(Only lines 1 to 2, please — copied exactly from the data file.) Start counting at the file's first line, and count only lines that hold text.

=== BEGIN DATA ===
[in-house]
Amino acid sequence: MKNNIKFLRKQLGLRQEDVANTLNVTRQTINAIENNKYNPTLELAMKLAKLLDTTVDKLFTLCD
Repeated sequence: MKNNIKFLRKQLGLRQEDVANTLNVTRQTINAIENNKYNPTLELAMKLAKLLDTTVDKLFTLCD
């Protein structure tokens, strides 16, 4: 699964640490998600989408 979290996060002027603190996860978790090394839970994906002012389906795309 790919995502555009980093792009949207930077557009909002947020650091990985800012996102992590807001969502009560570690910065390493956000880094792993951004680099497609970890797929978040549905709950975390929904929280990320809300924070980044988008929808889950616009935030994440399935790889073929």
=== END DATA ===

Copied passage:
[in-house]
Amino acid sequence: MKNNIKFLRKQLGLRQEDVANTLNVTRQTINAIENNKYNPTLELAMKLAKLLDTTVDKLFTLCD